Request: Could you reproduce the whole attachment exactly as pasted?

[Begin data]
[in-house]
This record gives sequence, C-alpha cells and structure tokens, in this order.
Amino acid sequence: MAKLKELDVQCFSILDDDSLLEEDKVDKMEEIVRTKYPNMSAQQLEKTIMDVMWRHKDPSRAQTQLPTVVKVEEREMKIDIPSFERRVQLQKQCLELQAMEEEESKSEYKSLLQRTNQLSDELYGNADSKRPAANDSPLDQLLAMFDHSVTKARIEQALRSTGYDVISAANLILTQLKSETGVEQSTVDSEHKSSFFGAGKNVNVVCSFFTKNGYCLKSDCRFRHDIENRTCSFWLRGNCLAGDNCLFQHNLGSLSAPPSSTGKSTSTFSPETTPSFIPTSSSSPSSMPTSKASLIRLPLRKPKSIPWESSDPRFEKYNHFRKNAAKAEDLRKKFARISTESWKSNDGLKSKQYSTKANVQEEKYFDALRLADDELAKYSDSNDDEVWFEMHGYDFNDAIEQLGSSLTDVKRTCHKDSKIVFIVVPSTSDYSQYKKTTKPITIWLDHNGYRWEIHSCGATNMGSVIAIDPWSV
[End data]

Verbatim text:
[in-house]
This record gives sequence, C-alpha cells and structure tokens, in this order.
Amino acid sequence: MAKLKELDVQCFSILDDDSLLEEDKVDKMEEIVRTKYPNMSAQQLEKTIMDVMWRHKDPSRAQTQLPTVVKVEEREMKIDIPSFERRVQLQKQCLELQAMEEEESKSEYKSLLQRTNQLSDELYGNADSKRPAANDSPLDQLLAMFDHSVTKARIEQALRSTGYDVISAANLILTQLKSETGVEQSTVDSEHKSSFFGAGKNVNVVCSFFTKNGYCLKSDCRFRHDIENRTCSFWLRGNCLAGDNCLFQHNLGSLSAPPSSTGKSTSTFSPETTPSFIPTSSSSPSSMPTSKASLIRLPLRKPKSIPWESSDPRFEKYNHFRKNAAKAEDLRKKFARISTESWKSNDGLKSKQYSTKANVQEEKYFDALRLADDELAKYSDSNDDEVWFEMHGYDFNDAIEQLGSSLTDVKRTCHKDSKIVFIVVPSTSDYSQYKKTTKPITIWLDHNGYRWEIHSCGATNMGSVIAIDPWSV